Northwestern Jewish organizations light ice sculpture menorah to kick off Hanukkah


Brian Meng/Daily Senior Staffer

The ice menorah outside Deering Library.

Cameron Cook , Assistant Campus Editor

Students and Evanston community members came together Sunday evening in the rain to carve and light an ice menorah and celebrate the first night of Hanukkah in front of Deering Library.

The event was organized by Northwestern Hillel and Northwestern Chabad. After a menorah was carved out of an ice block, students from Hillel and Chabad lit the two candles and said prayers.

Becca Haas, the program associate for Hillel, helped organize the event. It is special to be able to do it when students are on campus, she said, because Hanukkah typically falls over winter break.

“We wanted to make this one more special,” Haas said. “We’d heard about an ice menorah happening other places, and the idea came up pretty quickly. We were able to find someone to do it and I’m really happy with how it turned out.”

The event kicks off a week of festivities community-wide, said Chabad Rabbi Mendy Weg. Weg added that other Jewish holidays and practices don’t lend themselves well to public events, but that a key element of Hanukkah is “taking a message outdoors and spreading it.”

Hanukkah, which lasts from Dec. 2 to Dec. 10 this year, is the celebration of the miracle of one days’ worth of oil lasting eight days, allowing a menorah to burn in a newly rededicated Jewish temple. Two of the nine candles on the menorah are lit on the first night of the holiday (the “helper” candle and one other), and the remaining are lit one at a time on nights two through eight.

While the event was student-centric, Weg said, a healthy mix of both students and people from the community were in attendance. He attributes this to the unity that arose after the Jewish community came together to hold a vigil for the eleven people killed in a shooting at the Tree of Life Synagogue in Pittsburgh.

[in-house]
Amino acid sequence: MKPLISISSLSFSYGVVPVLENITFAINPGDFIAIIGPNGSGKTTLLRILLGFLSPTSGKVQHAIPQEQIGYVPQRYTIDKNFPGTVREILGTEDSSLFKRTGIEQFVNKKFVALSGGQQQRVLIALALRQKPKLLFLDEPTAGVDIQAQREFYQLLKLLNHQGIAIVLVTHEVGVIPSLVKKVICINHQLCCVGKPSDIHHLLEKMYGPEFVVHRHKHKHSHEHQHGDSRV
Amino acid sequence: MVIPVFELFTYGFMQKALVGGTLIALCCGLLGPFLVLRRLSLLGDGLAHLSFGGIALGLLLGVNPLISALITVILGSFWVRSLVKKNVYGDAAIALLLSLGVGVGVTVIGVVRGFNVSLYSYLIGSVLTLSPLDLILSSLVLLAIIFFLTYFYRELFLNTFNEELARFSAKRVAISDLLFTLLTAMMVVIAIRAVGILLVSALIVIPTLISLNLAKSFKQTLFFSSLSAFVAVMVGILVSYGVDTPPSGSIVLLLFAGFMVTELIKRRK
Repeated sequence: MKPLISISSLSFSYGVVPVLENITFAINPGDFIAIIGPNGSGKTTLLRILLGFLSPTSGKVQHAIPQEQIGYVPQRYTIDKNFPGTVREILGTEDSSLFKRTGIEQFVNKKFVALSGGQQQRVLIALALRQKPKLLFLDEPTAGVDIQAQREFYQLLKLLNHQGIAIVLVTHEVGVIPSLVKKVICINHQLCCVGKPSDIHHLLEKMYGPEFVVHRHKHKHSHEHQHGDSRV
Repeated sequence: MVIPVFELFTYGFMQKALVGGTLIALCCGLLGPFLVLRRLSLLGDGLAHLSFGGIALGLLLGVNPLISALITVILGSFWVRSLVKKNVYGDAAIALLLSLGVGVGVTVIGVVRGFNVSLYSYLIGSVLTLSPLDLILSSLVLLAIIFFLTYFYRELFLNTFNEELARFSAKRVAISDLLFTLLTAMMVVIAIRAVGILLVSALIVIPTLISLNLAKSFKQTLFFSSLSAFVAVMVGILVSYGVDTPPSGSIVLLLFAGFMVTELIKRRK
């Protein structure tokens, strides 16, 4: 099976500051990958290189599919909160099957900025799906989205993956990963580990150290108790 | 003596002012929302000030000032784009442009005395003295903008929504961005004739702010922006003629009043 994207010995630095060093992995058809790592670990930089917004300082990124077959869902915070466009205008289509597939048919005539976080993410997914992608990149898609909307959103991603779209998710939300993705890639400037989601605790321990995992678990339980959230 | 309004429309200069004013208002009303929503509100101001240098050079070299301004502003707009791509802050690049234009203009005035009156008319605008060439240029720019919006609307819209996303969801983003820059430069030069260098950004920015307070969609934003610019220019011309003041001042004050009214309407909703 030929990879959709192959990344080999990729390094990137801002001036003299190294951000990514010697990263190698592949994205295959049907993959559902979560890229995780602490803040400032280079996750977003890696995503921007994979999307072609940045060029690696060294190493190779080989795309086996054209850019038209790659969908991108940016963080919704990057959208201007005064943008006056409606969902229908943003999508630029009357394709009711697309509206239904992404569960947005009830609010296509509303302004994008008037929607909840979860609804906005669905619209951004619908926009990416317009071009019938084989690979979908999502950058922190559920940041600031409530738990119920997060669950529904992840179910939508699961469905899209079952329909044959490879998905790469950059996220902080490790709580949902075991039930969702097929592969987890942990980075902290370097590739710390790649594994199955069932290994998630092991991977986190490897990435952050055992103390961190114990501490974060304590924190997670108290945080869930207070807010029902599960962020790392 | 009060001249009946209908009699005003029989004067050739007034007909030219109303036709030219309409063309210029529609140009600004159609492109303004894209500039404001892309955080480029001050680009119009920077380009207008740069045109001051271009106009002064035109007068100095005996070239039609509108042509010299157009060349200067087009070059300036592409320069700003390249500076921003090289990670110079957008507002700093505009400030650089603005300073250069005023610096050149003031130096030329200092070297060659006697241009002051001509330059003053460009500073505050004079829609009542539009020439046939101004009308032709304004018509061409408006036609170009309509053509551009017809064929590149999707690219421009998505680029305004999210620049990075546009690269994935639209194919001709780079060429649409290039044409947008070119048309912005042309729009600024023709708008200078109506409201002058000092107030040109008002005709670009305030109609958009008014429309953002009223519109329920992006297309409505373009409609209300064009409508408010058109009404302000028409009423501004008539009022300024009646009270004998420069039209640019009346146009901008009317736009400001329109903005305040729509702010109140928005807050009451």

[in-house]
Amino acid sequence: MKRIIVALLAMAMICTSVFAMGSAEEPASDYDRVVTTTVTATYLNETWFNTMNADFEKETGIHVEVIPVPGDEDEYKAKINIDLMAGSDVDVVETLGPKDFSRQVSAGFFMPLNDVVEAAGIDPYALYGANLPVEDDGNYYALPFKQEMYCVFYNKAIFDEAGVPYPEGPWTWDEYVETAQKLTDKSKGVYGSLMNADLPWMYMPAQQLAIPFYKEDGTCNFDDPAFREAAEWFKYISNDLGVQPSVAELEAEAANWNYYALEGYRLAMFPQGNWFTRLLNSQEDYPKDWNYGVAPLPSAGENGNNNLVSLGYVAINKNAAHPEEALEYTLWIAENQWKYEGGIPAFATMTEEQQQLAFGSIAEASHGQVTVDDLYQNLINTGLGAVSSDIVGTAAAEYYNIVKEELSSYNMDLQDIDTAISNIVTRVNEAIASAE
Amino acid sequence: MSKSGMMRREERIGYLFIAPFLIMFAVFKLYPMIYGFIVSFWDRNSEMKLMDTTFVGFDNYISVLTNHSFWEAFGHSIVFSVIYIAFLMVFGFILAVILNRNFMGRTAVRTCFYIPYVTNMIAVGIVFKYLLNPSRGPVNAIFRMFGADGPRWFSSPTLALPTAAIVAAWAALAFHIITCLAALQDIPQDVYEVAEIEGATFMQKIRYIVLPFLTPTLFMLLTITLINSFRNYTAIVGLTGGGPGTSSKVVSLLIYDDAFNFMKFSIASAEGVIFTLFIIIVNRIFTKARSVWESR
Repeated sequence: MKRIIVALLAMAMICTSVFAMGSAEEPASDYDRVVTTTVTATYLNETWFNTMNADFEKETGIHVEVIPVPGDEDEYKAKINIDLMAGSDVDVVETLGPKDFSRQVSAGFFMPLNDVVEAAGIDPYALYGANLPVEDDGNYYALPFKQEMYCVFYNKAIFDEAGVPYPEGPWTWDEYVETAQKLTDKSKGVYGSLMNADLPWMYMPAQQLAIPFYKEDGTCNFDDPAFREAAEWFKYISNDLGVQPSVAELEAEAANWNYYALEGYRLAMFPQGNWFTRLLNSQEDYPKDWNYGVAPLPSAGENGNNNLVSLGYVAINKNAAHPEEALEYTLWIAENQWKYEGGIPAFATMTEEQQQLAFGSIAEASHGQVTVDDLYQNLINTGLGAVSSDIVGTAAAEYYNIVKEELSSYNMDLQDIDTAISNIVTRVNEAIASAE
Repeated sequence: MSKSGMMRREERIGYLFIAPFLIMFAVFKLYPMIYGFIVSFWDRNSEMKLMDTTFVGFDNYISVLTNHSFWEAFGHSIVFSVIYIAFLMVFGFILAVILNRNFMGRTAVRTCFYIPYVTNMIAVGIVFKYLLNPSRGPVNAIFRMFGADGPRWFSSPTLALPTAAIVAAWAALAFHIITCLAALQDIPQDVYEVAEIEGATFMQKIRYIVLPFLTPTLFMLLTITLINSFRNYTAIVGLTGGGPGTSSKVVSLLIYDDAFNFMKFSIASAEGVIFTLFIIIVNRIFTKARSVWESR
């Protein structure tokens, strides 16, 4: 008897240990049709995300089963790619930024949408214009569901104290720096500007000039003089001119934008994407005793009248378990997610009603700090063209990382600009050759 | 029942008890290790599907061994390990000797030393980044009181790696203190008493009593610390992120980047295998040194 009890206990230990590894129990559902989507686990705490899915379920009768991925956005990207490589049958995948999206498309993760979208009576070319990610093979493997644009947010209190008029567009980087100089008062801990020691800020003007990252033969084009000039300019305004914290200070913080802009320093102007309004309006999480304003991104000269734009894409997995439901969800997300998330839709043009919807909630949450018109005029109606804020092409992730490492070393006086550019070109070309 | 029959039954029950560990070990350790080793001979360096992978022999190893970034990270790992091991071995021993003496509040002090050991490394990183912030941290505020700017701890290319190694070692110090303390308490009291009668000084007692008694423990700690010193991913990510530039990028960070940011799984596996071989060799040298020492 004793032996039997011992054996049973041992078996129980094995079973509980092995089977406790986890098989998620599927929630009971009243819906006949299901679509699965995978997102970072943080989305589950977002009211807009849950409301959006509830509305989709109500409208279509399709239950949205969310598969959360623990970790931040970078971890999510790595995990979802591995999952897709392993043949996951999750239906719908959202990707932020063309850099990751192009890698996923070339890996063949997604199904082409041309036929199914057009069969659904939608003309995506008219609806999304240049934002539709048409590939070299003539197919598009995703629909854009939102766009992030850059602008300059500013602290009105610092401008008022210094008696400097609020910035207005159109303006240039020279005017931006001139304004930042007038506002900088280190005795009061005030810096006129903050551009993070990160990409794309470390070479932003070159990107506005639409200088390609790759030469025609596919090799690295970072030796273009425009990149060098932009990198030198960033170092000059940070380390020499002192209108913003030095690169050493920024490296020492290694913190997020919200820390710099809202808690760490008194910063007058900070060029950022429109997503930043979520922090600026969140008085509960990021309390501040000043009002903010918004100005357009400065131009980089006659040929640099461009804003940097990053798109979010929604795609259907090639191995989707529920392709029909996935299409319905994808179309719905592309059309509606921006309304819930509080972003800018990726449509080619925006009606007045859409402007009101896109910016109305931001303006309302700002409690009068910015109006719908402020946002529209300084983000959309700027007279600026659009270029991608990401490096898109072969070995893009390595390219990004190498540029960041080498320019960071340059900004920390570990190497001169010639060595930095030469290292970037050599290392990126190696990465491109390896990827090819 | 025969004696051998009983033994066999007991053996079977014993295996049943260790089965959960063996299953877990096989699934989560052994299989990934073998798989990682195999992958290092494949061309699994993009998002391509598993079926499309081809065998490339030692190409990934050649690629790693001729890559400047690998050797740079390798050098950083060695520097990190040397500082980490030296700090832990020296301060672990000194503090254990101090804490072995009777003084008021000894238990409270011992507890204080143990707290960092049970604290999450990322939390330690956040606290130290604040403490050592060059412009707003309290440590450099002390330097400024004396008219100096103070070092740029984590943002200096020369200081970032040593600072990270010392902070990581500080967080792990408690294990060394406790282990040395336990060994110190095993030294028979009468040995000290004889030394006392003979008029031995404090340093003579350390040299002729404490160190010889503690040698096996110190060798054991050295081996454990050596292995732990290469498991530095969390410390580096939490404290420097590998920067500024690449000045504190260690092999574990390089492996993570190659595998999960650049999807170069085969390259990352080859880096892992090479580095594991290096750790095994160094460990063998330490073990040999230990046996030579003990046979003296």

“That’s an event that touched people in a really deep, meaningful way,” Weg said. “We’re hoping that while we maintain and focus on the tragedy, we can channel that same power and that same emotion and that same energy toward positivity and light.”

Chabad president and Weinberg senior Robbie Belson agreed that solidarity in the community is something he wants to see more, and that this menorah lighting is part of a continued effort to have the local Jewish community come together.

One of the themes of the holiday is to “share the light,” he said, and that community and inclusion aren’t just a Jewish values but Northwestern values as well.

“That’s something we can all cherish and embrace,” he added. “And how often do you get an ice sculpture on campus?”

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Twitter: @cam_e_cook